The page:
Yes, this new interface for the school report cards of NC’s public schools looks modern and it does show data in a more eye-friendly manner, but what it really displays is how unwilling this current crop of policy makers are in confronting what really affects our schools, especially poverty.

It also is proof that Mark Johnson is more interested in the appearance of doing well.

And appearances are deceiving.

 

Survey Monkeys and Publicly Funded Private School Basketball Teams – Mark Johnson’s Search for Wasteful Spending

Today a report from WRAL highlighted Mark Johnson’s declaration that he had found wasteful spending within the Department of Public Instruction.

In “NC superintendent slams ‘disturbing’ spending at state education agency,” Kelly Hinchcliffe begins,

State Superintendent Mark Johnson listened last week as State Board of Education members bemoaned the millions of dollars in recent budget cuts to the North Carolina Department of Public Instruction. The cuts have harmed staff and students, one board member explained, and he urged Johnson to join them in reaching out to state lawmakers to say “enough is enough.”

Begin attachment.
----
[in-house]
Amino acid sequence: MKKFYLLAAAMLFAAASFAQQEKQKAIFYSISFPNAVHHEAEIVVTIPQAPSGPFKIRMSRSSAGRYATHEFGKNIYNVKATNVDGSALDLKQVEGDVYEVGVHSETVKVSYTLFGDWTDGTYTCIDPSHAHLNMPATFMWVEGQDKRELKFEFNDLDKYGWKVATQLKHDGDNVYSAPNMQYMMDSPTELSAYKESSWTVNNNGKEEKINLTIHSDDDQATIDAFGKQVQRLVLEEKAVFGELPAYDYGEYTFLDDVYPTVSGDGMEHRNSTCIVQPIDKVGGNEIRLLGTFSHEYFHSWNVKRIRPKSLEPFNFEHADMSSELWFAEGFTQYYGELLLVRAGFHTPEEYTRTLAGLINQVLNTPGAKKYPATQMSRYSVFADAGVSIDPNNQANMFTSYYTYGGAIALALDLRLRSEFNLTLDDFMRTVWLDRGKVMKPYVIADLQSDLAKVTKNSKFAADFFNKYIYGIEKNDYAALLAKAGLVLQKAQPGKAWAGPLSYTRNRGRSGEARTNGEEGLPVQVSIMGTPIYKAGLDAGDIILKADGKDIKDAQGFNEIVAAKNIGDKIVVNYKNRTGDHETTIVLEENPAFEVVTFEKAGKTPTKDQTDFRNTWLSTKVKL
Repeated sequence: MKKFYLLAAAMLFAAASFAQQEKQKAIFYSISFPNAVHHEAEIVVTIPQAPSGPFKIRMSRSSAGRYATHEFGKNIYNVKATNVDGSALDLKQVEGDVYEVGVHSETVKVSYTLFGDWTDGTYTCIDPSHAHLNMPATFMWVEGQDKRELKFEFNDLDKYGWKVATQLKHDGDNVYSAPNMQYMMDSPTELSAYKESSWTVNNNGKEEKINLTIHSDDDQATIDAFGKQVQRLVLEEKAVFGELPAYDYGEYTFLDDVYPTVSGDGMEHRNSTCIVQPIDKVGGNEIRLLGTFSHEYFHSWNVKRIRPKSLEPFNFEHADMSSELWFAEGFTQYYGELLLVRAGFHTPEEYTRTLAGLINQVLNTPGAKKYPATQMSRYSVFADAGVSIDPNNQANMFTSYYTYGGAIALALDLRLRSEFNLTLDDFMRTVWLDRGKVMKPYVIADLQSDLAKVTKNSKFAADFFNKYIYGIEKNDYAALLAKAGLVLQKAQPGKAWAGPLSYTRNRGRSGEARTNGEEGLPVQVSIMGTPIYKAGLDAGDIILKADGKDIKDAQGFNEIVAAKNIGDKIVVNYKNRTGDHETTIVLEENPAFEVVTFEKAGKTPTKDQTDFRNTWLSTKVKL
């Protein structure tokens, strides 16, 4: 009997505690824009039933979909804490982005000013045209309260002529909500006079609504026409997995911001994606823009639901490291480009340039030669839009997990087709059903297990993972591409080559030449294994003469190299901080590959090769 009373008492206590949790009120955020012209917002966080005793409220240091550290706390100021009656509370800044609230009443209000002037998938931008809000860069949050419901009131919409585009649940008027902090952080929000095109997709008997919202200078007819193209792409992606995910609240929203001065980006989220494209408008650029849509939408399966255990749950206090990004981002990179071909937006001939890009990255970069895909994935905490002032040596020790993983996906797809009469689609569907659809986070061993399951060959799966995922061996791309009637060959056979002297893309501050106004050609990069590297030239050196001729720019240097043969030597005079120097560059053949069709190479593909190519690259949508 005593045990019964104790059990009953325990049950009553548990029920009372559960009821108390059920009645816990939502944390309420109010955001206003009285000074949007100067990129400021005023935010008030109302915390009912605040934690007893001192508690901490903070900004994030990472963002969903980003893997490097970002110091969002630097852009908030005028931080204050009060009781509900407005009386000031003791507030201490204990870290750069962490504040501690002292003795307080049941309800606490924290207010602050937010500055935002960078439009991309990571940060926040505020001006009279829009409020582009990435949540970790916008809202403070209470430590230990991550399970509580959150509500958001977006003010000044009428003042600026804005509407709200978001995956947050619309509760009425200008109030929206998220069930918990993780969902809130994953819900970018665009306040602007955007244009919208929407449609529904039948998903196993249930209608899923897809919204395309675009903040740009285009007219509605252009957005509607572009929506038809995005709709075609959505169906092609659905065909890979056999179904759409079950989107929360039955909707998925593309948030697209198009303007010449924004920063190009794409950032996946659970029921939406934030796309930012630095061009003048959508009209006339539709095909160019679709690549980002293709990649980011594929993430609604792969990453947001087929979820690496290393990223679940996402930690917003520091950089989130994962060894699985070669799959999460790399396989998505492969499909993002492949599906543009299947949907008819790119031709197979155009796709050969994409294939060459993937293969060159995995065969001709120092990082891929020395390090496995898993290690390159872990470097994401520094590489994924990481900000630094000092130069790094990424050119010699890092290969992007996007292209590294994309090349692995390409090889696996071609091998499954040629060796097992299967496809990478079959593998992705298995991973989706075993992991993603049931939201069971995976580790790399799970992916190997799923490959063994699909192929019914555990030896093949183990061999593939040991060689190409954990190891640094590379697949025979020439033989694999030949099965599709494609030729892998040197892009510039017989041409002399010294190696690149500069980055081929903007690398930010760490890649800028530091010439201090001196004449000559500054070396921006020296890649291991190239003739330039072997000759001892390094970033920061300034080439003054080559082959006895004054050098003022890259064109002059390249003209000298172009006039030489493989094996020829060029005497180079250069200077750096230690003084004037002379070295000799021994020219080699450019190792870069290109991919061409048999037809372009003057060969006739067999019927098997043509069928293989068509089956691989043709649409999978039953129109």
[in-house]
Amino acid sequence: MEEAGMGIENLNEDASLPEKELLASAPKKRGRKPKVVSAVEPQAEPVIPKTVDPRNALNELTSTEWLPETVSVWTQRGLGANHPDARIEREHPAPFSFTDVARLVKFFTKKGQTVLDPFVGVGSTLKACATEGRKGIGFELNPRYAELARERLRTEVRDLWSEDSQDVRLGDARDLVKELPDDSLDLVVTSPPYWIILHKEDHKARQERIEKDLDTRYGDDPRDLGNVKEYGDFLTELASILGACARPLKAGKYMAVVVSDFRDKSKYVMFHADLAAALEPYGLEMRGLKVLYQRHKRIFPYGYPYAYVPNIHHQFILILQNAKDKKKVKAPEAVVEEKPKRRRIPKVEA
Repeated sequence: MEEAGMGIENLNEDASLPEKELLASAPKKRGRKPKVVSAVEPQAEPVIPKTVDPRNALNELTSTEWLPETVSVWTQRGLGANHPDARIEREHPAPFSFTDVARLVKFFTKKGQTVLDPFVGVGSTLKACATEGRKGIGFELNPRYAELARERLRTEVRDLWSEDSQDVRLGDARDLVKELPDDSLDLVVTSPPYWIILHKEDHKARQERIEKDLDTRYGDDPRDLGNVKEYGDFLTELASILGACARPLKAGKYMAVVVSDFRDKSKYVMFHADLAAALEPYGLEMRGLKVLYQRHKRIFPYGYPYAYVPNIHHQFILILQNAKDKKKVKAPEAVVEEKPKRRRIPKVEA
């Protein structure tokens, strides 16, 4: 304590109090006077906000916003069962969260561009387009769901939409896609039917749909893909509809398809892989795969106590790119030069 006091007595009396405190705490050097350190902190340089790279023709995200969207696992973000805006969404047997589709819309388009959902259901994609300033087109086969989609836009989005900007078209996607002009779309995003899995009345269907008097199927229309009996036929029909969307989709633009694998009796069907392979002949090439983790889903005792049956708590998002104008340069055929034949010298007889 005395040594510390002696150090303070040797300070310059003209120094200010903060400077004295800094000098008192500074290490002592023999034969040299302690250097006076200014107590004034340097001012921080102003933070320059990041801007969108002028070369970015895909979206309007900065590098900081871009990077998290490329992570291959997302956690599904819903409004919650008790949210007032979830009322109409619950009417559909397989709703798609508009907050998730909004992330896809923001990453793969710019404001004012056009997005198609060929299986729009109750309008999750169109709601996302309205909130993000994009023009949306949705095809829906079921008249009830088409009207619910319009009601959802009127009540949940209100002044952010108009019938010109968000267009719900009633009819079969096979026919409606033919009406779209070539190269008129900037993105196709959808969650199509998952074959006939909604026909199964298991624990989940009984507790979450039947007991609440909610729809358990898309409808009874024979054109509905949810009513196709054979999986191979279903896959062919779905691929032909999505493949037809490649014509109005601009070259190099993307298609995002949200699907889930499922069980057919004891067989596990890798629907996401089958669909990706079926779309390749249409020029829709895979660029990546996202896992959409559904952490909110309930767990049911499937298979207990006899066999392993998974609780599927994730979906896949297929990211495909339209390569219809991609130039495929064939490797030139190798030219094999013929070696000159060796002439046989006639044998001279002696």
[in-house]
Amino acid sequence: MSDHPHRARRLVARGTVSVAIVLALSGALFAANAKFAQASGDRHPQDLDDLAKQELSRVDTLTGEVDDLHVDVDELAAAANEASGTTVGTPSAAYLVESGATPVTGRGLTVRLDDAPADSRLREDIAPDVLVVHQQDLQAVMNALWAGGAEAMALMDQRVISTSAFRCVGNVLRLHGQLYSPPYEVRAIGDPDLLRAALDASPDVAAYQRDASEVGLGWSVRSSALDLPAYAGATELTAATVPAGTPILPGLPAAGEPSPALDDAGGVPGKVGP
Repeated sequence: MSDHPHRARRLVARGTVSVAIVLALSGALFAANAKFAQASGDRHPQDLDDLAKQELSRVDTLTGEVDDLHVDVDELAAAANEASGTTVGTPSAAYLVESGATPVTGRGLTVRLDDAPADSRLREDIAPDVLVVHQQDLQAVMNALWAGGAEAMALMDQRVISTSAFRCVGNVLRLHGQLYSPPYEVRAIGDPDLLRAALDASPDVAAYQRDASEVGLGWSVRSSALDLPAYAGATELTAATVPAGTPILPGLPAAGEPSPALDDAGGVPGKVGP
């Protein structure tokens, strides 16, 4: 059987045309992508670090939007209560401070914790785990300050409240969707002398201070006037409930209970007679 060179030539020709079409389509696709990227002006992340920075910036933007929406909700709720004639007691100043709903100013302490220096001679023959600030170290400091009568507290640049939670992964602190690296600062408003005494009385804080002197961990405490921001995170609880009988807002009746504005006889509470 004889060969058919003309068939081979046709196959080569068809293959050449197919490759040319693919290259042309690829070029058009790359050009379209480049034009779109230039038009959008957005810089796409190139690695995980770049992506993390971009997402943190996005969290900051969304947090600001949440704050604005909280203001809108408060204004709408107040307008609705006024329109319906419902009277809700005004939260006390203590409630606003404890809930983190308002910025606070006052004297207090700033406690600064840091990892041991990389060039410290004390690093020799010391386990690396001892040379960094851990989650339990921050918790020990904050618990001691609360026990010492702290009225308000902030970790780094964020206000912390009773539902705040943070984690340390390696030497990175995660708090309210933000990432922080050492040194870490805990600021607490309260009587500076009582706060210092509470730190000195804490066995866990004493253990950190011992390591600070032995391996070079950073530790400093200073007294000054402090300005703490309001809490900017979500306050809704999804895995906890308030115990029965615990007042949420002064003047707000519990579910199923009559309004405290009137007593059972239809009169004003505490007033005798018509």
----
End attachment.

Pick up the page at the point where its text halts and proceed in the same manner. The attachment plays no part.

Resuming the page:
But Johnson declined. Instead, he said in his 11 months as superintendent he has found excessive spending at the state education agency and said he hopes an upcoming $1 million audit he has commissioned will root out any other potential waste at the agency” (https://www.wral.com/nc-superintendent-slams-disturbing-spending-at-state-education-agency/17089497/?version=amp).

Johnson has been asked by the State Board of Education to address the budget cuts to DPI before, particular Greg Alcorn, who asked in October’s meeting for Johnson to address the “elephant in the room.”

That led to some rather pregnant pauses bookended with intentional silence.

This month’s meeting had yet another one of those “standoffs.”

“I brought up these cuts and said, ‘Is there anything we can do to avoid this?’ And this education leader said if the state board and the state superintendent came together to the General Assembly and said, ‘Enough is enough. We can’t serve our students and absorb another cut,’ that would have great weight in the General Assembly,” Davis said. “So I would suggest we take this education leader up on his advice.”